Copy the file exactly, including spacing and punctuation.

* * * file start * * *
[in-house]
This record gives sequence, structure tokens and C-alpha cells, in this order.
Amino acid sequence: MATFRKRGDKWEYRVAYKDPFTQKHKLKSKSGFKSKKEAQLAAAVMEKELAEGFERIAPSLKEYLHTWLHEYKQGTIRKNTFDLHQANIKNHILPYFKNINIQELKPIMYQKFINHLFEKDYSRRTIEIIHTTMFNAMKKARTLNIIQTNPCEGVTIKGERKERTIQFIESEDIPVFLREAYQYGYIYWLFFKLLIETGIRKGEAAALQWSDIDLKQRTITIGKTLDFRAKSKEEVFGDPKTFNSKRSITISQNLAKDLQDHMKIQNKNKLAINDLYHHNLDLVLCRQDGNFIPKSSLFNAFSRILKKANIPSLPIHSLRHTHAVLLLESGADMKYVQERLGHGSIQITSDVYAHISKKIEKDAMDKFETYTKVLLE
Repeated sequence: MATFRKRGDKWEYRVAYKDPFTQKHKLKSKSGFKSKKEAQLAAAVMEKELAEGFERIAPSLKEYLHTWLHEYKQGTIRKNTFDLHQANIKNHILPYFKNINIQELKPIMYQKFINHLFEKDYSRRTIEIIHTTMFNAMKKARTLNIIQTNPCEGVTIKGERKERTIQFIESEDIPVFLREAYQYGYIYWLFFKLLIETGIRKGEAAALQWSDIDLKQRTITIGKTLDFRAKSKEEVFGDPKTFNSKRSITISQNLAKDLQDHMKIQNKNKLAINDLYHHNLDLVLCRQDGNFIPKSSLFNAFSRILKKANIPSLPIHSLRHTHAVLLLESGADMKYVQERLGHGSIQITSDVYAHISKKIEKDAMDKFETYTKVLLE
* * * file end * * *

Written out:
[in-house]
This record gives sequence, structure tokens and C-alpha cells, in this order.
Amino acid sequence: MATFRKRGDKWEYRVAYKDPFTQKHKLKSKSGFKSKKEAQLAAAVMEKELAEGFERIAPSLKEYLHTWLHEYKQGTIRKNTFDLHQANIKNHILPYFKNINIQELKPIMYQKFINHLFEKDYSRRTIEIIHTTMFNAMKKARTLNIIQTNPCEGVTIKGERKERTIQFIESEDIPVFLREAYQYGYIYWLFFKLLIETGIRKGEAAALQWSDIDLKQRTITIGKTLDFRAKSKEEVFGDPKTFNSKRSITISQNLAKDLQDHMKIQNKNKLAINDLYHHNLDLVLCRQDGNFIPKSSLFNAFSRILKKANIPSLPIHSLRHTHAVLLLESGADMKYVQERLGHGSIQITSDVYAHISKKIEKDAMDKFETYTKVLLE
Repeated sequence: MATFRKRGDKWEYRVAYKDPFTQKHKLKSKSGFKSKKEAQLAAAVMEKELAEGFERIAPSLKEYLHTWLHEYKQGTIRKNTFDLHQANIKNHILPYFKNINIQELKPIMYQKFINHLFEKDYSRRTIEIIHTTMFNAMKKARTLNIIQTNPCEGVTIKGERKERTIQFIESEDIPVFLREAYQYGYIYWLFFKLLIETGIRKGEAAALQWSDIDLKQRTITIGKTLDFRAKSKEEVFGDPKTFNSKRSITISQNLAKDLQDHMKIQNKNKLAINDLYHHNLDLVLCRQDGNFIPKSSLFNAFSRILKKANIPSLPIHSLRHTHAVLLLESGADMKYVQERLGHGSIQITSDVYAHISKKIEKDAMDKFETYTKVLLE